They will inherit the earth

take-action
Image credit: CC Derek Wenmoth

In my recent keynote presentation at the Aurora Institute Symposium in Palm Springs I attempted to convey the urgency we, as educators, must embrace for focusing our efforts in schools on preparing our young people for the future – their future! Not the sort of future that we envisaged when we were young, but the future as it is emerging through the trends and evidence we’re presented with on an almost daily basis. I feel extremely strongly about this -prompting the establishment of FutureMakers.NZ as a vehicle for engaging others in the quest for thinking about (and acting on) the things that matter, the things that will make a difference, and the capabilities our young people will need to ensure they can thrive (not simply survive) in this uncertain future.

One of the capabilities I believe is most important is the ability to think critically about the ideas, opinions and information that we are exposed to on a daily basis. Our traditional education system has failed generations in the past in this respect. With our relentless focus on ensuring we are covering the content we believe is important, there is often not time enough to allow (or encourage) our learners to delve deeply into the information provided, to test the ideas presented against alternative viewpoints and to establish the difference between what is fact and what is conjecture or opinion etc.

My thinking here was stimulated again this morning when I read reports of the views espoused by a Wellington City Councillor who is reported to be arguing that climate change is being driven by natural forces (and not a result of human activity). This view seems to have triggered a number of responses from the supporters of climate change action which I’m sure we’ll see more of in the coming weeks.

While I’m aware that there are many that will share this view – along with those who disagree – the issue for our young people is that regardless of what the cause is, the future they face appears to be almost certainly impacted by changes in weather patterns, sea level rise etc which in turn will affect the ability of the planet to provide food, shelter and a liveable temperature range to support life in the way we know it currently.

Our young people need to be equipped with the critical thinking capabilities to be able to navigate their way through these apparent contradictions and be guided towards being able to make informed decisions that will help shape the future rather than simply wait and respond to what happens. In this regard it was interesting today to read that Italy’s government has become the first to mandate climate change education in schools. While that is a noble (and in my view worthy) thing to do, we also know that real change in our schools, curriculum and pedagogical practice will not occur simply because of a change in legislation – it requires a change of heart, and of the beliefs of the educators.

For this to happen we – the educators – must also become more engaged in thinking critically about what we are doing in our schools, the decisions we are making about curriculum, and examine the reasons behind so much of what we are doing currently.

Back to the issue of climate change, Radio NZ’s Leith Huffadine recently recorded a brilliantly compelling piece on what climate change will mean for the next generation. In it he says:

New Zealanders born today will likely end up knowing this country as a place where homes are uninsurable, iconic landscapes are unrecognisable and mosquitos carry serious disease.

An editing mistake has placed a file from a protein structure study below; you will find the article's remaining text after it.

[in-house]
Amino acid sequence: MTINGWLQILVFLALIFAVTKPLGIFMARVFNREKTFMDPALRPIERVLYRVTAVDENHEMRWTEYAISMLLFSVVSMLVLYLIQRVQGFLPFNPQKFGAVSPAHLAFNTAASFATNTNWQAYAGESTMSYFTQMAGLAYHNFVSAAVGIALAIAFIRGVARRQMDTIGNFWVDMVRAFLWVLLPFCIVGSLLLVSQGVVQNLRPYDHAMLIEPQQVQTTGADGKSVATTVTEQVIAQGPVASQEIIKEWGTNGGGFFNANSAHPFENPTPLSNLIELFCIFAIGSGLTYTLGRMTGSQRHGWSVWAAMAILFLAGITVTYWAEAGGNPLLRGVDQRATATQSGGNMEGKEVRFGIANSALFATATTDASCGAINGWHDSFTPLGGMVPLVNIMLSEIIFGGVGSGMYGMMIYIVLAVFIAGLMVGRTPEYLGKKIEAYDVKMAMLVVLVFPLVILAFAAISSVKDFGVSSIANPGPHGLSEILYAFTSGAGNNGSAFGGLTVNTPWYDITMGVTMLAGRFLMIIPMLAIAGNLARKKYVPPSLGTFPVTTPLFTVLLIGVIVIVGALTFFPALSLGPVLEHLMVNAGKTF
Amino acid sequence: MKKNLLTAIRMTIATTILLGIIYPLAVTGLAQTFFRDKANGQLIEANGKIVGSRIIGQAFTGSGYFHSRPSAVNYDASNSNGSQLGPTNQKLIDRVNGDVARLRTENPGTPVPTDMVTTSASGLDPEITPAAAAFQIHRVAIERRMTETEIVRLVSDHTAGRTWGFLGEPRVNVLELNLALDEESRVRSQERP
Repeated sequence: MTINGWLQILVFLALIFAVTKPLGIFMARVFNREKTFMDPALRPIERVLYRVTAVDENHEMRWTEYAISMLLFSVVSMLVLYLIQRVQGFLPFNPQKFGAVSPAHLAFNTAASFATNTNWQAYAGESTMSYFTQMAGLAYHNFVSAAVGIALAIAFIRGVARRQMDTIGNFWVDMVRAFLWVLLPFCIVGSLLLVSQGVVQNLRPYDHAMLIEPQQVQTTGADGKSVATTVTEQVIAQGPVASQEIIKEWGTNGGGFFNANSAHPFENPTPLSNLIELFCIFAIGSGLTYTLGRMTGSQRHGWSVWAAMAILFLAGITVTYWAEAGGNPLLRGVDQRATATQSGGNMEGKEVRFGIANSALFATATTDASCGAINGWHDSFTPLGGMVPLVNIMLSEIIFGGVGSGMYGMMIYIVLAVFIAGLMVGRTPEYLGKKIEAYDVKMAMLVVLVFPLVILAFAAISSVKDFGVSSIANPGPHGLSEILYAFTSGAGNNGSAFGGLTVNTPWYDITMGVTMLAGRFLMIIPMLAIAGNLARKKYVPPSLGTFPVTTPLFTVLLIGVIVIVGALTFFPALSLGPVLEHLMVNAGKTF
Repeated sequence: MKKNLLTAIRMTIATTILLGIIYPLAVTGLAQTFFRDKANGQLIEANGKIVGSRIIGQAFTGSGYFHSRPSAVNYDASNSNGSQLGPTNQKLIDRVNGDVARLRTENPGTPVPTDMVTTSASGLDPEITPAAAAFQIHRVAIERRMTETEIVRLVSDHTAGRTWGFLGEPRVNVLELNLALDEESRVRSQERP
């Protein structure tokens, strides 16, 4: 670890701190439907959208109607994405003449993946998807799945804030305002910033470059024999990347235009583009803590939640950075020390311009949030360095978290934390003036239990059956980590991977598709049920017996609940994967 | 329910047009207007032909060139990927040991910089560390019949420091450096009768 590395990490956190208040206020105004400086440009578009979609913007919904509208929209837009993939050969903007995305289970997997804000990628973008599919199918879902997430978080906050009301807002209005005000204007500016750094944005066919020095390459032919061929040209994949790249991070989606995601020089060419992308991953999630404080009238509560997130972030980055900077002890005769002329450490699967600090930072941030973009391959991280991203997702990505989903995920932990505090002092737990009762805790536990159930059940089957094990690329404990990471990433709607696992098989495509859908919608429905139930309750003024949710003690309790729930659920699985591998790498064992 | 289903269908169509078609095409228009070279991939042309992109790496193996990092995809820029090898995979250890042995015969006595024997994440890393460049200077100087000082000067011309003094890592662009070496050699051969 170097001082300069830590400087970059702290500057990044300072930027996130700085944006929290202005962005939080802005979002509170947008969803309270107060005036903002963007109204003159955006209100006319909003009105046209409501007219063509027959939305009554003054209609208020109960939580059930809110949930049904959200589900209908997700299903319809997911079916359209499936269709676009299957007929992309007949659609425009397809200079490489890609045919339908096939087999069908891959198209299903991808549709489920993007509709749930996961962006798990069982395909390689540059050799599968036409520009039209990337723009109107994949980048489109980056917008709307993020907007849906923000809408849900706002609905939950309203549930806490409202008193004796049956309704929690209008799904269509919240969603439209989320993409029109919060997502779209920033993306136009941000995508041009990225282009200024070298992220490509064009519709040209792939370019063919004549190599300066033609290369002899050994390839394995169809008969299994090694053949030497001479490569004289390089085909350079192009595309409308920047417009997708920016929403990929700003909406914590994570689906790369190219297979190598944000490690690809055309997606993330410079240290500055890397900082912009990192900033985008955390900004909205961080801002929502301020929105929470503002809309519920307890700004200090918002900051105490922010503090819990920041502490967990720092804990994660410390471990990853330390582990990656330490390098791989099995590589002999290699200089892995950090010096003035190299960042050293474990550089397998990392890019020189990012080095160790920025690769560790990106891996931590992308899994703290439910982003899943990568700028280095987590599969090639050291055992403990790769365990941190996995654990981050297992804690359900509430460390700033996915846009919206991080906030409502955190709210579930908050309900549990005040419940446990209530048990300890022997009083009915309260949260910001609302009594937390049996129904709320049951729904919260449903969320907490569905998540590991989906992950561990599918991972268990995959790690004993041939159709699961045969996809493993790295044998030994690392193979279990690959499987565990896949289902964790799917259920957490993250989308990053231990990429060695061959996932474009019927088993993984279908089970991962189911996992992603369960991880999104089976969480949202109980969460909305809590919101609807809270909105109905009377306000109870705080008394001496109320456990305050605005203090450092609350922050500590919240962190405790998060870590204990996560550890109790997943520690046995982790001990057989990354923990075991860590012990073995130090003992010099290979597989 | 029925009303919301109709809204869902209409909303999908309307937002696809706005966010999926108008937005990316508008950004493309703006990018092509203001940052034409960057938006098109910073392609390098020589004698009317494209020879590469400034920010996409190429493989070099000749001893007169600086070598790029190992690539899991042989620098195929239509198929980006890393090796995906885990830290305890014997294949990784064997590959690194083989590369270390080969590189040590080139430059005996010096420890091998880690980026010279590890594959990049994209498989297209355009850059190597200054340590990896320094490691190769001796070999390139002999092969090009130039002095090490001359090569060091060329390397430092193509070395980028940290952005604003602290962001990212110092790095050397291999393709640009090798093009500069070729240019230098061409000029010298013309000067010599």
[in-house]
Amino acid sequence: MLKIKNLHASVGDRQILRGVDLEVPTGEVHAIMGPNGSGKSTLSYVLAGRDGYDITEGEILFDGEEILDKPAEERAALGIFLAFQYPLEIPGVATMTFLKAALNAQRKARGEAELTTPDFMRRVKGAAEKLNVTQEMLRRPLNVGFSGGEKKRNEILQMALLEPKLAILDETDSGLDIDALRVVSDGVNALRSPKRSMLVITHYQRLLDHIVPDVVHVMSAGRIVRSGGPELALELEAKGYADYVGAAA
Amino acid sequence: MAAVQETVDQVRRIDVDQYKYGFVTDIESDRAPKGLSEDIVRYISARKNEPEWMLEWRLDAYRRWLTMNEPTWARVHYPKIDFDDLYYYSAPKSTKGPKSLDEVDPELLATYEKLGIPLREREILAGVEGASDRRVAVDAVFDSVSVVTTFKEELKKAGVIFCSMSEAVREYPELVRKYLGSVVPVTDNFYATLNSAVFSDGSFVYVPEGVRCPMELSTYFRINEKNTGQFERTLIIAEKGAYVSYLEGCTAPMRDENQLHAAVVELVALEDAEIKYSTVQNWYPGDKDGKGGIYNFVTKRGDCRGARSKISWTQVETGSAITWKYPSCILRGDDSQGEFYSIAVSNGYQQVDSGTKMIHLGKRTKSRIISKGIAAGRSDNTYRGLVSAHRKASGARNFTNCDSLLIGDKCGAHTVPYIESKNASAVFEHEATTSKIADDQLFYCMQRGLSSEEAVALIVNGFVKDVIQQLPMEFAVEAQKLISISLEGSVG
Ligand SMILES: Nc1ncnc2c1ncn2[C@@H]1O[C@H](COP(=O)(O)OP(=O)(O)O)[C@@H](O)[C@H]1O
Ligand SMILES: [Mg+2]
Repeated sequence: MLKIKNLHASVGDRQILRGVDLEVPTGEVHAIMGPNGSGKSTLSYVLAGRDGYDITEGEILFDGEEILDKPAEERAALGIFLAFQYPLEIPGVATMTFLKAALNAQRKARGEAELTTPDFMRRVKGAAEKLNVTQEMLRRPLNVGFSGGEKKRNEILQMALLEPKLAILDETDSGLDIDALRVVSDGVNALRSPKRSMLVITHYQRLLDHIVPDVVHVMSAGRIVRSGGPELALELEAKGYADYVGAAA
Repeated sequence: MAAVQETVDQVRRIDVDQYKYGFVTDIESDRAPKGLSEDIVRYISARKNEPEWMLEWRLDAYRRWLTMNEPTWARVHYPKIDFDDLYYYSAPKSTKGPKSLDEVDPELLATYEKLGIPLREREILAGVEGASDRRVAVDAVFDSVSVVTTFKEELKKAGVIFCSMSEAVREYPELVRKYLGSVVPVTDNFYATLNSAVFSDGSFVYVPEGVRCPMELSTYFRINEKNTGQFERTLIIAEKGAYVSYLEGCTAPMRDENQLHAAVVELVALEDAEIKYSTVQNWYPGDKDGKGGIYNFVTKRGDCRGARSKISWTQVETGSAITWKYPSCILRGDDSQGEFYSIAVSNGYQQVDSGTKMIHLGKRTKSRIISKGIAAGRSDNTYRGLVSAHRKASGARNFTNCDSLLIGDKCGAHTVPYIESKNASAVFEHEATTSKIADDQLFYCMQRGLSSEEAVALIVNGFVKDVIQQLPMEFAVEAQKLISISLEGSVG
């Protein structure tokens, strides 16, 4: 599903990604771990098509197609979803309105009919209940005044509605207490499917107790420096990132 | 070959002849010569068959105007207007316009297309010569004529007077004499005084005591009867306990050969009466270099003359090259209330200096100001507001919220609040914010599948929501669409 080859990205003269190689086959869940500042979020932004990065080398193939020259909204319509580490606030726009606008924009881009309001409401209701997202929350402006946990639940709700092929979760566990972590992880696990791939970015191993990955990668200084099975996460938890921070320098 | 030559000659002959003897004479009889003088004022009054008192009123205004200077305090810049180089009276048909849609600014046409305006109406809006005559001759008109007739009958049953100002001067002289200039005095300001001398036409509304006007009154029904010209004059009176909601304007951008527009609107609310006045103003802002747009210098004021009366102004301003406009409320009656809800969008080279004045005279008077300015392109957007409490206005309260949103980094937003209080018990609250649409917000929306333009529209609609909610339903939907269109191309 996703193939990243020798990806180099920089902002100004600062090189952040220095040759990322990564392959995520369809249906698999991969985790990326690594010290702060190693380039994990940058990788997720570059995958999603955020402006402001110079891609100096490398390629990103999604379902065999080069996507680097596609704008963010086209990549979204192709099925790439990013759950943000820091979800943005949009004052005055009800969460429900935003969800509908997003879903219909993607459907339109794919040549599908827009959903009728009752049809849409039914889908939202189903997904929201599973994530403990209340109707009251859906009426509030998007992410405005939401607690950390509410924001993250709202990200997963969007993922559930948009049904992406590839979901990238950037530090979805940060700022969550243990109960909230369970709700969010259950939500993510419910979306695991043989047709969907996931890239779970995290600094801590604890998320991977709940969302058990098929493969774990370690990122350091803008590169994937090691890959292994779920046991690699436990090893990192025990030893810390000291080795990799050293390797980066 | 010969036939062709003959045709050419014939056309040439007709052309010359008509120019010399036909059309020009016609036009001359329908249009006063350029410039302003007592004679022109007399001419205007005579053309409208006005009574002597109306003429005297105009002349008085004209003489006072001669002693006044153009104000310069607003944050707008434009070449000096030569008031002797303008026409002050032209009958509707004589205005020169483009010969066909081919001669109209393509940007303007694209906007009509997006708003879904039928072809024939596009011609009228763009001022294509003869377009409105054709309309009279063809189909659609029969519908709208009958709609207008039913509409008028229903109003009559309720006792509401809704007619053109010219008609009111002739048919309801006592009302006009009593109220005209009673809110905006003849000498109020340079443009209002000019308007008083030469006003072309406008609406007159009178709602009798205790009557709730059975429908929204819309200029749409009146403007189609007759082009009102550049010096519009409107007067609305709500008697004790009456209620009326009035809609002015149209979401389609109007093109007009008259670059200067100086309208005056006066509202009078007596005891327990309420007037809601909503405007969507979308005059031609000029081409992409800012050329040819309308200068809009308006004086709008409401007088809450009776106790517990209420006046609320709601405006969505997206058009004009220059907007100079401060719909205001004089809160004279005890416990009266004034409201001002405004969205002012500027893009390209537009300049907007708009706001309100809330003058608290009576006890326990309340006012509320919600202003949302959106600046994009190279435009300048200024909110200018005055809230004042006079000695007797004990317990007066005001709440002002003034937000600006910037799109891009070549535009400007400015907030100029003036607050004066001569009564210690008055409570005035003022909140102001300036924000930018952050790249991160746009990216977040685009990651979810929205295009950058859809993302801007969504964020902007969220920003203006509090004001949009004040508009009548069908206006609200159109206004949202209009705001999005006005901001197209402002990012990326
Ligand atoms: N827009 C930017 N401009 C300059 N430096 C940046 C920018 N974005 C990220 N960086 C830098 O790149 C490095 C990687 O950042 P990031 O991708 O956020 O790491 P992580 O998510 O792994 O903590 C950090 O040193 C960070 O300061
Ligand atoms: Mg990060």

Huffadine references a number of national and international studies and identifies a number of specific threats facing New Zealand that could make it unrecognisable in the future: higher temperatures bringing malarial mosquitoes, crumbling coastlines, and the possibility that hardship and shortages will result in the collapse of what we understand as decent and humane society.

His views are becoming more widely supported with a recent report from more than 11,000 scientists who have officially declared a global climate emergency Their message is blunt: “if we don’t make rapid, deep and lasting changes to our lives, they write, there will soon come “untold human suffering”.

So what is the message here for educators? And what can we do? Here are some initial thoughts…

  1. Commit to developing your own critical thinking capabilities. Be prepared to engage in honest conversations with your peers, connect with communities of practice exploring similar ideas, be prepared to explore all sides of an issue and develop strategies for weighing up the fact from fiction etc.
  2. Consider how best to implement climate action projects within your school environment, including waste minimalisation approaches, eliminating all forms of plastic, making energy efficient investments (heat, light etc.), grow gardens, promote composting etc.
  3. Include social action projects within your curriculum planning– focus on things that matter, rather than the things that ‘feel good’ or are easy to find resources for. Reach out and draw from community expertise, and make links and connections across the wider network.
  4. Explicitly reference and emphasise (reward and value) the development of the critical thinking capabilities that you identify as being important for our young people to develop. Model these in your teaching. Identify them in others reported in the media etc.
  5. Involve your parents and community leaders – the change that needs to be made won’t occur simply because of classroom-based projects, no matter how well intentioned or researched. The change needs to be evident to all. If we want to see the change then we need to be the change!

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